Tough new rules to defeat under-age smoking epidemic

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Shopkeepers who repeatedly sell cigarettes to children will be banned from stocking tobacco under new proposals to be unveiled tomorrow.

Tougher penalties on retailers are part of efforts to reduce the number of youngsters smoking and includes raising the minimum legal age for buying cigarettes. Ministers are about to begin consulting on whether to increase the age from 16 to 18, which would bring it into line with buying alcohol.

Controversially, however, ministers are also considering a compromise option that would see the minimum raised to 17.

A smoker who begins at 15 is three times more likely to die from cancer than one who takes their first drag in their mid-20s. Yet almost one in 10 children aged between 11 and 15 are already smoking regularly. Among 15-year-olds the rate reaches 21 per cent.

The ease with which youngsters can buy cigarettes is revealed in an official survey that found less than a quarter found it difficult: 70 per cent buy from small shops and corner shops.

Currently the maximum fine for retailers found selling tobacco to under-age customers is £3,500, but even this is rarely enforced. There were only 100 prosecutions last year.

Now shopkeepers face the threat of being banned from selling cigarettes at all if they are found to have repeatedly sold to under-age customers.

Trading standards officers, who are responsible for policing the law, are backing the tougher regime and increased minimum age. They will be dismayed, however, if a 17-year-old minimum is agreed.

Ian Willmore, of Action on Smoking and Health (ASH) said: "The only logical move is to increase it to 18 in line with alcohol to help everybody to enforce it properly."

Caroline Flint, the health minister, said: "The proposals demonstrate our determination to reduce the number of older children and young teenagers from smoking." The measure would particularly help poorer youngsters who are more likely to start smoking by making it more difficult for them to get hold of cigarettes, she said.

Pressure to bring the UK into line with other EU countries as well as the US, Canada and Australia has grown in recent years. Those who want the minimum age raised to 18 point out that the current minimum of 16 was agreed in 1908. About a quarter of 16- 17-year-olds smoke regularly - something worth an estimated £35m a year to the tobacco industry.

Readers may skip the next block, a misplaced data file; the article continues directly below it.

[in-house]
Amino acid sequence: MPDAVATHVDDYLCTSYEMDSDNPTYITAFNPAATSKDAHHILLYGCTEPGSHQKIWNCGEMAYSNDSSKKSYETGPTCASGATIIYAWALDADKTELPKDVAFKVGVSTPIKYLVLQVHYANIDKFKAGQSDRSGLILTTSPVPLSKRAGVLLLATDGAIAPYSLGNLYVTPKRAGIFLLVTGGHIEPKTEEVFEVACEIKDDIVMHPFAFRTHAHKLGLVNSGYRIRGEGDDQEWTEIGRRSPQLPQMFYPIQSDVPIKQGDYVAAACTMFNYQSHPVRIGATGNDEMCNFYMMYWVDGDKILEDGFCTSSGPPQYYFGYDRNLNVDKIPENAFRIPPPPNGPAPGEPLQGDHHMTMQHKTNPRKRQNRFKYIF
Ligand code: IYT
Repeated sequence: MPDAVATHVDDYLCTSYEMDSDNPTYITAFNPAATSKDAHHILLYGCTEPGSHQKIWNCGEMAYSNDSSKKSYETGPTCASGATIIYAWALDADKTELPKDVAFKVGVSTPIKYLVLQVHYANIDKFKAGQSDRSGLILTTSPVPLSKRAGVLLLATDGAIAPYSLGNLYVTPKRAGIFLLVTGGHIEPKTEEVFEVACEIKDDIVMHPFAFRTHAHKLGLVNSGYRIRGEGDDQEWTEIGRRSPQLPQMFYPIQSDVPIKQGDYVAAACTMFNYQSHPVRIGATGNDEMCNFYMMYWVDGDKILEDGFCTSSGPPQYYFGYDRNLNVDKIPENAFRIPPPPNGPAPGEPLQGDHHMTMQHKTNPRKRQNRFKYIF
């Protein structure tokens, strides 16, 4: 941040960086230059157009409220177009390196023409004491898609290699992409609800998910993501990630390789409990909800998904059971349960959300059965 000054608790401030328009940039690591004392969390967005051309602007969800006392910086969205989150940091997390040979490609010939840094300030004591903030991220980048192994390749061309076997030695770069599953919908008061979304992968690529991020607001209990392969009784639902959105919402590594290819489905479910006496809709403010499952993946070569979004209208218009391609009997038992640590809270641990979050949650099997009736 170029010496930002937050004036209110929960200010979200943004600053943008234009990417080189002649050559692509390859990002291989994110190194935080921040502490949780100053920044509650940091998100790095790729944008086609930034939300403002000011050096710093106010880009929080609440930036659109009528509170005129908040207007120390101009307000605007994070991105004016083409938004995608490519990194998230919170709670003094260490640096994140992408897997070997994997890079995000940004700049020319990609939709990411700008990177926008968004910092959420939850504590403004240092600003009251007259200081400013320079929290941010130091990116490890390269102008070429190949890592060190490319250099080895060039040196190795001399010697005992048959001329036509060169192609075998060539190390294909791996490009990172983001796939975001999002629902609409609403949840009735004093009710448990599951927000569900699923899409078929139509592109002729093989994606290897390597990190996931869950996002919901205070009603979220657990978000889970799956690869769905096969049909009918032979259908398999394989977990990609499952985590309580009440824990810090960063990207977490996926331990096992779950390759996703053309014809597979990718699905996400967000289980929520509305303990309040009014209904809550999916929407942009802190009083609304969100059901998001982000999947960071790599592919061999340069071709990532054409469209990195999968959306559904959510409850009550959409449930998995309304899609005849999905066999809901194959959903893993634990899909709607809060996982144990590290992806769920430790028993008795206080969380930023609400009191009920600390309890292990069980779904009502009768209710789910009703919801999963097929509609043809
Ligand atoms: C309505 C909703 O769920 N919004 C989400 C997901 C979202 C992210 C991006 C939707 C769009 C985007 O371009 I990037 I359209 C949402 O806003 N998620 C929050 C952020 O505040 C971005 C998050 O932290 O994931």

But campaigners believe raising the age will only have a moderate effect on smoking rates which is why the move is not opposed by the tobacco industry.

"Children smoke because adults smoke. In fact sticking an '18 and over' label on packets will make them more desirable than ever to some teenagers," said Mr Willmore.

The scepticism is borne out by international studies that have found that raising the minimum age has had little effect on reducing smoking rates.

The power of tobacco companies to plug their products has been greatly reduced since the introduction of worldwide bans on overt advertising of cigarettes. Since December 2004, all cigarette advertising in the UK has been banned apart from small images of products on vending machines, and tomorrow the House of Lords will vote on measures to restrict smoking in public places.

The measure - first revealed by this newspaper - was described by one health official as a "quick win" at a time when Patricia Hewitt, the Secretary of State for Health, was under fire over the ban on smoking in public places.

In response, tobacco companies have become more inventive in finding ways of raising awareness and marketing their products and also sponsoring "ethical" research. This paper has already revealed how the tobacco giant Philip Morris was backing medical studies into the use of vitamin and mineral supplements to boost fertility levels.

The facts: Young people and cigarettes

1 in 10 girls between 11 and 15 years old smokes

55% can't go a day without one

114,000 smokers die each year as a result of their habit

80% take up the habit as teenagers

1 in 5 needs a cigarette before breakfast

450 children start smoking every day

1 in 6 teenage boys smoke

50% of under-age smokers buy cigarettes themselves

52 number of cigarettes an average teenage smoker gets through in a week